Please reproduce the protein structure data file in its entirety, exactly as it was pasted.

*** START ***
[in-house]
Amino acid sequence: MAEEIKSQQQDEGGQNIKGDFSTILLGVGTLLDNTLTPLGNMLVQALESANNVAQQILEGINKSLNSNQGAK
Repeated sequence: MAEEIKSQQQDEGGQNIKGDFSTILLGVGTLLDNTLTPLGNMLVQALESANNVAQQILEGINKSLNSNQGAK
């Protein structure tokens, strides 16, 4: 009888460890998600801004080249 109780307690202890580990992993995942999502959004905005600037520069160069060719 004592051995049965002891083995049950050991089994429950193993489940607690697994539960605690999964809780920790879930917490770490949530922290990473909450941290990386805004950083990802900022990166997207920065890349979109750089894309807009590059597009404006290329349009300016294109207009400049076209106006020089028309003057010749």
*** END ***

[in-house]
Amino acid sequence: MAEEIKSQQQDEGGQNIKGDFSTILLGVGTLLDNTLTPLGNMLVQALESANNVAQQILEGINKSLNSNQGAK
Repeated sequence: MAEEIKSQQQDEGGQNIKGDFSTILLGVGTLLDNTLTPLGNMLVQALESANNVAQQILEGINKSLNSNQGAK
């Protein structure tokens, strides 16, 4: 009888460890998600801004080249 109780307690202890580990992993995942999502959004905005600037520069160069060719 004592051995049965002891083995049950050991089994429950193993489940607690697994539960605690999964809780920790879930917490770490949530922290990473909450941290990386805004950083990802900022990166997207920065890349979109750089894309807009590059597009404006290329349009300016294109207009400049076209106006020089028309003057010749």